There ever after, I try to dispense with my natural shyness, my impression management and my social desirability concerns and after doing my due diligence, I ask.

    Richard Hofler in Econometrics class essentially said the same–ask questions because if you don’t understand it is likely that others do not either. Sometimes it’s difficult to even articulate what it is that you don’t understand. It can take hours to ask an intelligent question. So much so that one of my classmates Gerry, thought I was trying to intimidate her!

    In the real world, I was privileged to jumpseat when I worked for FedEx and was impressed with a grizzled male FedEx pilot briefing the first officer to his right, a young female and told her that if there was something he did that she needed clarification or that she thought was wrong, she should let him know. I admire him for his formally opening up the channel of communication that invited inquiry.

    At the executive level, I admired the man who lived at 1600 Pennsylvania who was willing to ask for help from a man who was older, wiser and many considered should have been at the top of the ticket. [Bush-Cheney].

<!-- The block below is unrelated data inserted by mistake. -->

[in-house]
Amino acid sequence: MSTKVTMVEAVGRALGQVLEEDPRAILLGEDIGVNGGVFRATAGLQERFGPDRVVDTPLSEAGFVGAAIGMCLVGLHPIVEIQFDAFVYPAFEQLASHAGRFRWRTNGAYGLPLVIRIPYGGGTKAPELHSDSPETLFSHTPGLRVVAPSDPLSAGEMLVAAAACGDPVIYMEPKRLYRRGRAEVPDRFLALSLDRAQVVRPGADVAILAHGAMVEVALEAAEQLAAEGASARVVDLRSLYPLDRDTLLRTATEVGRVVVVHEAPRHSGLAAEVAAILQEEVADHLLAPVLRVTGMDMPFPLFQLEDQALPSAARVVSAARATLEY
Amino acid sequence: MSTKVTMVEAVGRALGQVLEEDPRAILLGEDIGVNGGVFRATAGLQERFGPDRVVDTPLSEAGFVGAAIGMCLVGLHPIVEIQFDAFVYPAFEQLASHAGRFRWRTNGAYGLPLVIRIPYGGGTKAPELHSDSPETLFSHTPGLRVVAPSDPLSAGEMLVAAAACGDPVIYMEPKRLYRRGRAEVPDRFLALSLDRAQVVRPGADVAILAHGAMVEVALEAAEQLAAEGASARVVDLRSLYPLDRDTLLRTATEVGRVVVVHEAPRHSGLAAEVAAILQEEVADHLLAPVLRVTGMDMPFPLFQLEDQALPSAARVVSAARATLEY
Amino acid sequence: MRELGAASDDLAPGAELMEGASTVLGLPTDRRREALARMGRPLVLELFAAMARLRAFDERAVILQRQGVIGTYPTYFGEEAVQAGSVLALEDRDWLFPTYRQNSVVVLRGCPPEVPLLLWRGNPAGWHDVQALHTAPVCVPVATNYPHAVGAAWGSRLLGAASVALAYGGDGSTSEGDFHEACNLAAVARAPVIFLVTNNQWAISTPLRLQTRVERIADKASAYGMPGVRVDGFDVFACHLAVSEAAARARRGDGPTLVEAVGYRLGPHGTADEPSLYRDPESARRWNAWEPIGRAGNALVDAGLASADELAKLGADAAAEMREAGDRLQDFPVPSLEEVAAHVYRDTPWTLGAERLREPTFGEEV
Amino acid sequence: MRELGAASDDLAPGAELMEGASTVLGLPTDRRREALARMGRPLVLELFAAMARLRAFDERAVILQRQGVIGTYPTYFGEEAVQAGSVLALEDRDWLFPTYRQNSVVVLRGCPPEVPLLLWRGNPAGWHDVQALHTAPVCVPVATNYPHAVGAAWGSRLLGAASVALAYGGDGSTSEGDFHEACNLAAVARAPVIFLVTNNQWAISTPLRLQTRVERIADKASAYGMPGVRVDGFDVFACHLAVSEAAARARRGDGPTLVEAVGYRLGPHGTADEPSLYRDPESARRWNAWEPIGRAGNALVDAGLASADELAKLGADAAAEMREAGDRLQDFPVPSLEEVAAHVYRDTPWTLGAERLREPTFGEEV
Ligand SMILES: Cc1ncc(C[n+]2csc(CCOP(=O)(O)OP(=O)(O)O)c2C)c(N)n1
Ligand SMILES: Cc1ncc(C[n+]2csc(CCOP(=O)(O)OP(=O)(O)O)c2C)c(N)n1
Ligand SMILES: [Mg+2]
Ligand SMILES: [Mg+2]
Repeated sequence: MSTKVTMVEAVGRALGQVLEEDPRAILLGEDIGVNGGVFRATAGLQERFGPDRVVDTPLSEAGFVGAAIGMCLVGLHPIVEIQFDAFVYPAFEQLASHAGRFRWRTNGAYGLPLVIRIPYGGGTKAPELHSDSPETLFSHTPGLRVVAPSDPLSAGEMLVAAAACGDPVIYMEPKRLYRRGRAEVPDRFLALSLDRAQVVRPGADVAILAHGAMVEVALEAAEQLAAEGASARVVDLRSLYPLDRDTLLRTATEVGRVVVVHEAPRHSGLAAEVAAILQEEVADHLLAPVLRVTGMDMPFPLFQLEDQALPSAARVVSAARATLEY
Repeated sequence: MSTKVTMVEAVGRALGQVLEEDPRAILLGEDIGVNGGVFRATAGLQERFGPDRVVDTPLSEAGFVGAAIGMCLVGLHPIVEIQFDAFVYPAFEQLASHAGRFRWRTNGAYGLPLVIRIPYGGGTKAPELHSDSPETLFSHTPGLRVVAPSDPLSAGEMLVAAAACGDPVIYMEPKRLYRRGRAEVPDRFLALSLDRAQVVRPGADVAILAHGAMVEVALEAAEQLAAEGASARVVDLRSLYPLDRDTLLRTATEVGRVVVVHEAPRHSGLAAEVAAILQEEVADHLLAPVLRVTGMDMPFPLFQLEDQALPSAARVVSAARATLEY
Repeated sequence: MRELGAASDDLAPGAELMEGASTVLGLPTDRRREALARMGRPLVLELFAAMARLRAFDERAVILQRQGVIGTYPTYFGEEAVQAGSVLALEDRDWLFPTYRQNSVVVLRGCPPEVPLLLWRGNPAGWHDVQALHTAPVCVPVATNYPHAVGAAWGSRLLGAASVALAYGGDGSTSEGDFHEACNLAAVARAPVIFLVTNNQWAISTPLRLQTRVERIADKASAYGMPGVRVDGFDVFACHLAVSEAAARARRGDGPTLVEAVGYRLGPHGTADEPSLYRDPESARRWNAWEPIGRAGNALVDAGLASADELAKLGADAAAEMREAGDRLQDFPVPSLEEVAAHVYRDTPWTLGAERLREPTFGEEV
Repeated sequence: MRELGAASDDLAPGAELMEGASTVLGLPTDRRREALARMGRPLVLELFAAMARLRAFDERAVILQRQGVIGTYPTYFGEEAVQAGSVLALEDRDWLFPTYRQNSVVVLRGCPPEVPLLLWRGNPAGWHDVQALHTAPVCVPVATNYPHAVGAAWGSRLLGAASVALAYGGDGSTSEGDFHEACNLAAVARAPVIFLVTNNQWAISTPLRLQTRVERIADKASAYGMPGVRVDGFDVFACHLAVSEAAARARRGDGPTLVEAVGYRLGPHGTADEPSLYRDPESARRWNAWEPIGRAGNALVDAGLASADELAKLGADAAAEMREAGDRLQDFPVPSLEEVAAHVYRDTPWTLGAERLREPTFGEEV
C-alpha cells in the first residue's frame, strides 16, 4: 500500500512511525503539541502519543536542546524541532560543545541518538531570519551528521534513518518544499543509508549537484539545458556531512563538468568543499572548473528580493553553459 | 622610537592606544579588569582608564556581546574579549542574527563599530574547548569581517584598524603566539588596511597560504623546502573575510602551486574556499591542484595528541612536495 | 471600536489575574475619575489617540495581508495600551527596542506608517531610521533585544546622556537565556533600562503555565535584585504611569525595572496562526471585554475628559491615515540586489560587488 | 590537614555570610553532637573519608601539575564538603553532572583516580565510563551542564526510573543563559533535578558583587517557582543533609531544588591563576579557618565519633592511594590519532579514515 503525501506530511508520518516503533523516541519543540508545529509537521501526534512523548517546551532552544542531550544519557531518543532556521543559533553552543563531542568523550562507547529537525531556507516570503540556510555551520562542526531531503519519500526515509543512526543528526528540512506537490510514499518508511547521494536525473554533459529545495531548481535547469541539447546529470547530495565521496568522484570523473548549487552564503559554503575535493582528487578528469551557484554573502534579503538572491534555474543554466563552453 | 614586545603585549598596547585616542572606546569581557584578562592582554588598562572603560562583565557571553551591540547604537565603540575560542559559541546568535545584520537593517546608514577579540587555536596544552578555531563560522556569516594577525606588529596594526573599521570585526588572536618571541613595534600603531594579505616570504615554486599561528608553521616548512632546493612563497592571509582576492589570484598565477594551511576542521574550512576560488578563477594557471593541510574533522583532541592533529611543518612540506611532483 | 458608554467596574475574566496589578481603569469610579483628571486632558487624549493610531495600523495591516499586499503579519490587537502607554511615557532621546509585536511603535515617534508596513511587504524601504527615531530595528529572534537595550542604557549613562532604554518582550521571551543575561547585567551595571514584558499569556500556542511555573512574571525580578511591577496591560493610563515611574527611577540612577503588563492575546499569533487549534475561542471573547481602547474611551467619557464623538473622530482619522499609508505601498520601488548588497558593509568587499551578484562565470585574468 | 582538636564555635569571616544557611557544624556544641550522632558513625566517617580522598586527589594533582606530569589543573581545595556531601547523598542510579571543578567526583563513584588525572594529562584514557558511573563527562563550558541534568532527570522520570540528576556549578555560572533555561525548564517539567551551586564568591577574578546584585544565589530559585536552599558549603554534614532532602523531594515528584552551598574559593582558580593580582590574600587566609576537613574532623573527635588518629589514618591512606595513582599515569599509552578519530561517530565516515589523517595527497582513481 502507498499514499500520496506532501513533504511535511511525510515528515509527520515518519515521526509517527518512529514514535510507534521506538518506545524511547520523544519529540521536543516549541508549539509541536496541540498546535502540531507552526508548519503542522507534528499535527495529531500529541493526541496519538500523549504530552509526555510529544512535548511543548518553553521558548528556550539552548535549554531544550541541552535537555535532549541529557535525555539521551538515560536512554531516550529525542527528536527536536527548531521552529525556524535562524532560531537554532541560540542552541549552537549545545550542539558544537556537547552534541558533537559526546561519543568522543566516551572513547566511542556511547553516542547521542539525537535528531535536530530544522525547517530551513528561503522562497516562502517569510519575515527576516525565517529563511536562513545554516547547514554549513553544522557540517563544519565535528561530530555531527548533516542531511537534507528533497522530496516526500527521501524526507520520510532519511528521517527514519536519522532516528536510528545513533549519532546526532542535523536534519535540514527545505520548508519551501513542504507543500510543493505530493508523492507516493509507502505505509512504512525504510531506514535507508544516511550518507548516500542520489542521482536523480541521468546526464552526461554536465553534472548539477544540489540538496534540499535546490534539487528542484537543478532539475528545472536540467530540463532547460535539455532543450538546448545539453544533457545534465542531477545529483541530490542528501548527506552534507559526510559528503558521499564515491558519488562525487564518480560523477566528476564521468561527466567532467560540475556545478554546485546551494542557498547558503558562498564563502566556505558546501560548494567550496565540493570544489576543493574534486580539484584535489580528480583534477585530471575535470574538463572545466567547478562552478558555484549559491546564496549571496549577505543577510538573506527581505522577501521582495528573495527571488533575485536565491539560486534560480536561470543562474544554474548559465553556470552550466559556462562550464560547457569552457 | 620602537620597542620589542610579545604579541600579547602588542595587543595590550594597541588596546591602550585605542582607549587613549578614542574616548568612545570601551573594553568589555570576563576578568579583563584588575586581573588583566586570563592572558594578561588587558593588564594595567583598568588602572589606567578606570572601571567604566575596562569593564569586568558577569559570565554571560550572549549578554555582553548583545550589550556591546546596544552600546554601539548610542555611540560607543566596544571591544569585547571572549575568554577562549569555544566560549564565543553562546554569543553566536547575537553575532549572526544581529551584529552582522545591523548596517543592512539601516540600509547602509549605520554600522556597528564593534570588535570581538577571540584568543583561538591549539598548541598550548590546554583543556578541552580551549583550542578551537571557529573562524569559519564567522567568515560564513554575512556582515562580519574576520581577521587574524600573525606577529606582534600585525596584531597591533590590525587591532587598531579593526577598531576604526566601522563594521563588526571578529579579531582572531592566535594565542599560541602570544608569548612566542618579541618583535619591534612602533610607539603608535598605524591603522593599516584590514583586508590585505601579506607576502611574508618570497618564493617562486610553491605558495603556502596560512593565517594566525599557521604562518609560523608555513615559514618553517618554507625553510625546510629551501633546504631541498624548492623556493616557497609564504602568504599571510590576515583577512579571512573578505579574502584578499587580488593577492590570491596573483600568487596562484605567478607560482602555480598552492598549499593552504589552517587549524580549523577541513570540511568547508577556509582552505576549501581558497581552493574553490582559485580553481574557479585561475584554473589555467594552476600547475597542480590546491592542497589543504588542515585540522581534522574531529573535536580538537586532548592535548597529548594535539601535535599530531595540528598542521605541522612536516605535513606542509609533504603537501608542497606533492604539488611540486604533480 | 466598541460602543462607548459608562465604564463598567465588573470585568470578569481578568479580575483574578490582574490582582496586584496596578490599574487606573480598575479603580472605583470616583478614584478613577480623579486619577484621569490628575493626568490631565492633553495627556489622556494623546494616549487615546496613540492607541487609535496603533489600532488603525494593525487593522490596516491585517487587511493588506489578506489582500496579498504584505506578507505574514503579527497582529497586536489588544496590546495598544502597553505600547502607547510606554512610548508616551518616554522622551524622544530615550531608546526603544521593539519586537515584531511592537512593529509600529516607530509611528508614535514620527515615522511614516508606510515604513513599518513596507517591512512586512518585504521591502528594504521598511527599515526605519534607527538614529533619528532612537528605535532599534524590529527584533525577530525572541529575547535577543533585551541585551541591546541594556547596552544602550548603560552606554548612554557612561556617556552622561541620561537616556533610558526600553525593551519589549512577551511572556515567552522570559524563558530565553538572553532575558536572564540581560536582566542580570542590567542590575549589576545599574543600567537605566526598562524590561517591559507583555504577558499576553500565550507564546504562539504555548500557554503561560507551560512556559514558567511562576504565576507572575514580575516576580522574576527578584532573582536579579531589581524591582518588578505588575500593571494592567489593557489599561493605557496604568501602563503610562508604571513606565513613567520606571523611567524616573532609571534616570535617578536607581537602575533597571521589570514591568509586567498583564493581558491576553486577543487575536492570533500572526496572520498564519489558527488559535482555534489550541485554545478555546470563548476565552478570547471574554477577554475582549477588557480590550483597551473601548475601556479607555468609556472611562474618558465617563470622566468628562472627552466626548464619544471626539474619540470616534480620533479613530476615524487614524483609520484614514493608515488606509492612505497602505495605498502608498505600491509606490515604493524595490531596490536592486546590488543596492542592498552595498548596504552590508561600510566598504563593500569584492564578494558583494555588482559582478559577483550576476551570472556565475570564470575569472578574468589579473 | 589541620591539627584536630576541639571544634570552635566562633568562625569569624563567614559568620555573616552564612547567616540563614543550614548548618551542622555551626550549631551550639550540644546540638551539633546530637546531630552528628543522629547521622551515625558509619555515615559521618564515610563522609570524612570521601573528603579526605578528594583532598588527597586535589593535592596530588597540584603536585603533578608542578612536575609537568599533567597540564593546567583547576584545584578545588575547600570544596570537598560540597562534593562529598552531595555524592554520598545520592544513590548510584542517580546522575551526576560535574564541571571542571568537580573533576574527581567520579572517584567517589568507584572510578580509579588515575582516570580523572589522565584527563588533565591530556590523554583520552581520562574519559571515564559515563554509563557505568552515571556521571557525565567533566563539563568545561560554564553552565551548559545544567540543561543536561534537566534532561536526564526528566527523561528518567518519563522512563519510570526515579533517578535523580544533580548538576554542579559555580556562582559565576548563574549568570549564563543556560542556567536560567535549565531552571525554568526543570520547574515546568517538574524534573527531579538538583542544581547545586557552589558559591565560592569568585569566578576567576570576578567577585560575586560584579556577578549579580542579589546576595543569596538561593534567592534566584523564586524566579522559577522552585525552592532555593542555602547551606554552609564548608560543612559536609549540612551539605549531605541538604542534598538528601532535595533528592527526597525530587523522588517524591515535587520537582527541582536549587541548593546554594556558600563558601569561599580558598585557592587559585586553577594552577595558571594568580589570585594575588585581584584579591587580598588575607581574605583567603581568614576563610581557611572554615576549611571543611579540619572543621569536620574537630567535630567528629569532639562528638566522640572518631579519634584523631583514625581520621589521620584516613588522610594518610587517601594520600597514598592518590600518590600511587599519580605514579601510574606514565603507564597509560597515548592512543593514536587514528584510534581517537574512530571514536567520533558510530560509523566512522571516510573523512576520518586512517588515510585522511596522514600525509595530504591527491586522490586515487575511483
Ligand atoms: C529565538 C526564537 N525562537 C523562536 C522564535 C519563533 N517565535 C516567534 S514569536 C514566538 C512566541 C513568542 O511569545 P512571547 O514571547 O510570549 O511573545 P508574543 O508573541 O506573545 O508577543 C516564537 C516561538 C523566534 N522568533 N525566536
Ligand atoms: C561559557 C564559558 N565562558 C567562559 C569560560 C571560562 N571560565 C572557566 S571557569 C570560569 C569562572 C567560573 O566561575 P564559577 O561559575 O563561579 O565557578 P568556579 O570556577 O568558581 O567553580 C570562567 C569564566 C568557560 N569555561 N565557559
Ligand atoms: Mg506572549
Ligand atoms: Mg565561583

Possibly Steve Jobs would still be with us if he had asked for help from physicians who could have operated on him.

    Barbara Walters did her last official interview with a young female married teacher who had managed to get herself inappropriately entangled with a student. One of the lessons she shared was, “Don’t be afraid to ask for help!”

    Sometimes we strive for independence so much that we are reluctant to depend on others. Sometimes the trick is knowing when to ask for help and how. Sometimes I preface questions with, “I know I should know this but…can you remind me how….” Or I even beg the question, “Is this something I should bother knowing?” not all trains of thought lead us to where we want to go. Sometimes I ask, “What questions should I be asking?”

    Johnny Carson and other comedians test their jokes on staff. I sometimes test my questions and requests for help on my colleagues and peers. May be they know the answer and we can resolve the issue at a lower level and not tap precious resources unnecessarily–even if they’re paid.

    The other points you make are also excellent but I’ll refrain from reacting to those as we have finite time, space and cognitive capacity!